Story: Gray, Hector Edwards

Page 1 - Biography

Gray, Hector Edwards

1885–1957

Jockey, horse trainer

This biography was written by John Costello and was first published in the Dictionary of New Zealand BiographyVolume 3, 1996

Hector Edwards Gray, the greatest New Zealand jockey of his era, was born in Albert Town, Otago, on 18 November 1885. He was the son of Joseph Gray, a contractor, and his wife, Margaret Hoad (née Edwards). The family moved to Normanby, Taranaki, where as a schoolboy Gray showed considerable promise in athletics. He was selected to represent New Zealand (presumably in age-group events) in a team to visit England, but his father refused permission for the trip.

Joseph Gray, although himself a noted horse-breaker and trainer of young horses, also frowned on his son's ambition to become a jockey. The youthful Hector played truant from home to ride trackwork for Thomas Paget at Stratford. He began racing at a Wanganui meeting on 2 October 1902 and had ridden three winners at a Patea meeting before his parents learned of his fledgeling career. Joseph Gray then relented and allowed Hector to join the stable of Taranaki trainer Jervis George. Gray came out of his apprenticeship with a steadily growing reputation, and moved to Auckland.

Hector Gray's racing career was marked by outstanding success as a rider and a series of suspensions for dubious practices. He was the subject of rumours that he deliberately lost races and intimidated other jockeys. His defenders claimed he was victimised by officials jealous of his success.

In 1908–9 Gray received a two-year suspension for allegedly preventing a pony named Mighty Atom from doing its best in a race. He worked on a farm during the suspension, then came back, three months into the 1909–10 season, to be the country's leading jockey with 64 wins. He won another premiership the following season, with 79 wins, and had two more successful seasons before moving to Australia in 1914. Gray won the Essendon Stakes and Australian Cup in Melbourne on a horse named Wallolo, but was suspended for two years for alleged 'inconsistent running' when Wallolo finished third in a lead-up to the Sydney Cup. It was effectively a life disqualification as his licence to race in Australia was never renewed.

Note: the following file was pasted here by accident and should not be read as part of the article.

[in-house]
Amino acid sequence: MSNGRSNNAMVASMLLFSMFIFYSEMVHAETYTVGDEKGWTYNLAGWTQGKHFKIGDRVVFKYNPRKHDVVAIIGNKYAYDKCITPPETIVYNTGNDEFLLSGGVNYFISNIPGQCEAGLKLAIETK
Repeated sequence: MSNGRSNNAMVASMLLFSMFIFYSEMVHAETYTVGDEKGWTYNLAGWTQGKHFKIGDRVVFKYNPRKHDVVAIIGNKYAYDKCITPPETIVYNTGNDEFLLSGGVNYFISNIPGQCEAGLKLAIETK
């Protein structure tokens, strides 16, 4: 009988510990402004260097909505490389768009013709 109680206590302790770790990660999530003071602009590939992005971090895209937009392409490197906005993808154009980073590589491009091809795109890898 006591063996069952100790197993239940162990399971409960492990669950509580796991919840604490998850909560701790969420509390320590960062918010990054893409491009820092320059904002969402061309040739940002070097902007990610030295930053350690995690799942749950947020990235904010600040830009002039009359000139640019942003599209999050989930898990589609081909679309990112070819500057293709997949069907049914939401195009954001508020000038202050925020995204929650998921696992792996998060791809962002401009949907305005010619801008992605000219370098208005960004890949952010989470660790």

Back in New Zealand, when his term of disqualification expired, Gray was immediately successful and won premierships in 1917–18, 1918–19 and 1920–21. In 1921 he left for England to race there. He rode more than 100 winners during a two-year stint in England, France and Belgium.

In 1925, less than two years after his successful return to New Zealand, Gray was suspended for life for an alleged corrupt practice. The sentence was remitted after five years. Gray, now in his mid-40s, was at an age when most jockeys are retired or past their best. He resumed riding when the 1929–30 season was three months old, yet he finished the season with 75 wins and his sixth premiership. The following season he won his seventh premiership riding 116 winners. It was the first time a New Zealand jockey had bettered 100 wins in a season. The following season the veteran horseman was third in the premiership with 64. But he again lost his licence, for alleged race-fixing at a Dargaville meeting, and this time it was not renewed. Gray then turned to training, first at New Plymouth, then at Takanini.

Gray's individual records – 919 New Zealand wins, 116 wins in a season and seven jockey's premierships – were inevitably eclipsed as the number of race meetings steadily increased. Nevertheless, he had achieved remarkable success, particularly considering the enforced breaks in his career.

Fitness, strength and good judgement of pace were listed by contemporaries as reasons for Gray's mastery. Careful study of the opposition also played a part, but this could hardly account for Gray's remarkable record of winning at his first ride in each country that he rode in. Nor does it explain the fact that, although he rode almost entirely flat races, he won over hurdles and also won the only two trotting races in which he competed.

Gray had married Ellen Mary Pitt at Auckland on 20 January 1908. They were divorced in 1929, and on 19 March 1930 he married Ruby Maud Paterson at Wellington. She had divorced her first husband, James Hay, in 1928. Hector and Ruby Gray had no children. Hector died at Auckland on 8 March 1957, survived by his son, Joseph.

Hector Gray won a reputation for being an especially crooked rider even at a time when the racing industry was neither clean nor well-policed. Yet he is best remembered as by far the most successful of contemporary jockeys.